April 25, 2017 | Empathy, History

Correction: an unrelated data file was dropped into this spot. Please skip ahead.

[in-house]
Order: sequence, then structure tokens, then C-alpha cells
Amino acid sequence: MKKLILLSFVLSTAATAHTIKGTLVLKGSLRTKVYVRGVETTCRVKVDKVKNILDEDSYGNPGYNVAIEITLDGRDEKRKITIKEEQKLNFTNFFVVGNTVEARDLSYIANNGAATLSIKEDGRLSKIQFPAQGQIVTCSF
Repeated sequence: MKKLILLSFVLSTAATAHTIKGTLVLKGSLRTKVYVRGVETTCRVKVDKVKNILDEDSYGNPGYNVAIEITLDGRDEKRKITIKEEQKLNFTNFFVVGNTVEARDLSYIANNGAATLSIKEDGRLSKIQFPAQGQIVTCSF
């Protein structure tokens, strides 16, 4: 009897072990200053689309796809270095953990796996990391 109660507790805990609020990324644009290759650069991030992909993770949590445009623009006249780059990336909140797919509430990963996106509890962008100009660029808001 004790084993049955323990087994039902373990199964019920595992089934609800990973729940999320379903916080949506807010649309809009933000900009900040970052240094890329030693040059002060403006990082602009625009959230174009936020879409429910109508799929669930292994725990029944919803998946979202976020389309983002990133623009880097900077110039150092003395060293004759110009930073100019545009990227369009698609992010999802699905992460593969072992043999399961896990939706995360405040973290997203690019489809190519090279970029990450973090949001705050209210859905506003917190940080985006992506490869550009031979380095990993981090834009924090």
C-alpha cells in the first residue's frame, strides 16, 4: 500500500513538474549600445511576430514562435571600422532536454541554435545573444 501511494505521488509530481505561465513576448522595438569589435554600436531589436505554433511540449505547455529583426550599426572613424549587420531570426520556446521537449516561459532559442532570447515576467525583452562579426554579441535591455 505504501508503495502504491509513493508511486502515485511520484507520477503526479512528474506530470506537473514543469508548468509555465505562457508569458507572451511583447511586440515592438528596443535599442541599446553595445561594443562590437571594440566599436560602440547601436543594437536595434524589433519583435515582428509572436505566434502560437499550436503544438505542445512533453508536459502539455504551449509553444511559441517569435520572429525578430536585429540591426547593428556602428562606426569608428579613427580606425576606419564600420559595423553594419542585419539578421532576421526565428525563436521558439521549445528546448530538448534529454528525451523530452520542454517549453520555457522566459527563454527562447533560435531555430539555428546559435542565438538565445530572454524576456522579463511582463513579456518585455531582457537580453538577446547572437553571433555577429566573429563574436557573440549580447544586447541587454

History is … a dialogue between the present and the past. (originally: Geschichte ist … ein Dialog zwischen Gegenwart und Vergangenheit.)— Edward Hallet Carr. 1961. What Is History? New York: Vintage Books. In the early hours of the morning I heard the Officers going along amongst the men, saying “Stick to it lads, don’t go to sleep”, and the cheerful reply would be “No Sir; we won’t go to sleep”, and my heart swelled with admiration, I knew what the ordeal of the strenuous day before had been, and knew what pluck and determination was necessary to keep awake and alert through the long weary hours of the night, therefore I thought I was justified in being proud of being an Australian and after that night I had no fear as to the result of our operations eventually.” These are the words Private Roy Denning wrote to a loved one while sitting in his tent the morning after a very long night in Anzac Cove 1915. How do we know? We are fortunate to have access thousands of primary resources through on-line collections. His words and thousands like him have been collated and preserved by the Australian www.gallipoli.gov.au site and many other sites and museums. I would like to think Private Denning would be pleased his words and experiences are treasured and still as valuable to our society today as they where to his family when he placed pen to paper. Developing Empathy and Compassion for Friends of the Past History is not a glorification of war, facts and figures to be given back through tests and activity sheets. It is about us. About the human spirit. And it got me thinking… What if Roy had written the letter to me? To one of my students? What if Roy Denning was not a stranger from the past, but a valued friend of 1915 that desperately wanted us to know not only what was happening, but how he was feeling, his opinions, his fears, his spirit, and bravery? If that is the case, I want to meet him and talk to him. I want my own students to meet him. I want them to empathize and to have a true sense of compassion for Roy and the thousands that served in Anzac Cove. Why? Because Roy and his mates has more than a simple story of a faraway place a long time ago to offer. He has given us an insight into the human spirit, the path people took to show compassion and the true spirit ANZACS demonstrated in the midst of terrifying ordeals. I can not help but thing we owe it to him and the thousands who served with him to empower our students to believe in themselves the same way. So let’s meet Roy. Thankfully we have students with creativity and skills we value in the 21st-century skills, we can. Alright, the time machine in the corner of my classroom may have a few flaws in the design and my not actually work yet. But we have the next best thing! Virtual Worlds! We can use Minecraft to create a world from any place and time, set up non-player characters we can interact with such as Anzac Cove in 1915. So we did. Building Anzac Cove in Minecraft Enter the brilliant build team friends of mine, Athion and Minegage, the company dedicated to enhancing learning through Minecraft. You will not meet a better team of enthusiastic people! I have known Athion for years and have a great respect for their skills and professional quality. True to their form, they were instantly excited about making a real life world for education and got to work! I have been a part of Minegage for two years and they have been instrumental in supporting the project. Now I was imagining a simple world edited bay – but no. These guys and girls had much better plans. Using real GIS data, the group made an accurate map of not only Anzac Cove but the whole area! Now I was really getting excited! This opened up far more lesson activities for the future that I did not think possible! But I digress. Back to Anzac Cove itself. With this wonderful foundation, we went to work studying primary resources to determine how we can best represent the lives and experiences while being respectful to the historical reality. To be honest, it exceeded my expectations. Building tents, hospitals, shelters, docks, ships, boats, supplies and even cannons was not only possible, they looked amazing! As an Educator, I can say I had a sense of thrill as I stood on the beach taking reference shots in relation to real historical photos. Being there in a virtual world is completely different than looking at the historical photos! I went for strolls from one end of the Cove imagining how cramped and scary it would have been. Those hills above had snipers constantly sending bullets. The dugouts were facing the sea and were safe from the bullets above but those tents looked exposed. I imagined running down for a quick swim to clean braving the snipers. Visiting the hospitals was though provoking. I know these filled up instantly on the first day and many where seriously injured as they waited to be placed on nonexistent ships for Egypt. Yes, the diary entries and letters I have read now became real for me. This is exactly the experience I want for our students. Yes, Athion had done a great job getting the atmosphere and structures accurate. I could not be happier. Minegage, a company I am very proud to be part of, have come on board and are assisting with getting the resources ready for schools. We have beautiful renders and a walk-through of the world for videos and presentations to enhance the experience for our students and Educators. The map itself will be available for download and ultimately I would like the map to be available in many platforms and Minegage and Athion are researching this – but for now we will make it available in java. I am very pleased to say Minegage and Athion will be working together on many more educational projects in the future in a professional partnership. With all this in place, it is my turn! Extra Resources The Video I like to have videos showing the whole lesson in progress. Thanks to Minegage, it is looking great! The video includes: • The making of the map • The lesson in progress • the links to 21st-century learning design and • the resources available The Mix Presentation As much as I would love students to go out and explore the many websites dedicated to our soldiers, time does not always permit it. With that in mind I have made a Mix PowerPoint showing twenty diary and letter entries from New Zealand and Australian soldiers who served in Anzac Cove. Each screen has a voice actor’s rendition of the diary to assist with the immersion. I have designed the presentation so each card can be printed for your students to use and I made sure the reference links are at the bottom of each card. You can get link to the presentation here. The 3d Printouts I have a 3d printer right here beside me. It’s a basic one, the typical school first printer. What an amazing opportunity to make the virtual real! ! I am starting with a small high quality detailed panel to see what is possible at a tiny scale. Now, I imagine that parts can be printed much bigger and can be used as sets for videos, static displays, oral and visual presentations. Small figures can be printed to accompany the map. They great part is the students can decide what they want printed and at what scale! Designing the Anzac Experience Lesson To the standards! As any Educator knows, we must ensure we are teaching a viable and valuable curriculum and we are meeting the standards set for our region. For this lesson, I am linking to the Australian Curriculum for Year 9 History. The lesson I plan to place on the Minecraft Education website will link to Australia, the US Common Core, the UK National standards and Ontario Canada frameworks. Australian Curriculum Framework • investigate key aspects of World War I and the Australian and New Zealand experience of the war, including the nature and significance of the war in world and Australian and New Zealand history. • The places where Australians and New Zealanders fought and the nature of warfare during World War I, including the Gallipoli campaign • Identify and analyse the perspectives of people from the past The 21st-C Learning skills (General capabilities) The Australian Curriculum defines the 21st-century skills as general capabilities. • Using digital technologies, students present and represent their learning; and collaborate, discuss and debate to co-construct their knowledge. They plan, organise, create, display and communicate data and information digitally using multimodal elements for a variety of reasons and audiences. • They are encouraged to be curious and imaginative in investigations and fieldwork, and to consider multiple perspectives about issues and events. • Through historical, geographic, civic and economic inquiry, collaboration and reflective practice, students develop an appreciation of the insights and perspectives of others, past and present; and an understanding of what informs their personal identity and sense of belonging, including place and their cultural and national heritage. Inquiry-based learning assists students to develop their capacity for self-management, directing their own learning and providing opportunities to express and reflect on their opinions, beliefs, values and questions appropriately. If we want the to know more than the story Roy tells we need to guide the students. Guiding Questions • Have you read diaries from the past? • Have you had a true understanding of the experience they had? • How would you feel if you could actually talk to them in the place they had the experience? • What if you could go into their virtual world and set up characters representing them? • How would they tell their story? How could they communicate how they feel? • What personal qualities do they display? How could we get a deeper understanding of their real experience? Looks like we are set! Now I know there are many ways to set up a lesson plan, but I must admit I really like the simplicity and clarity of the template on the Minecraft Education site. You can head here to download the full lesson plan.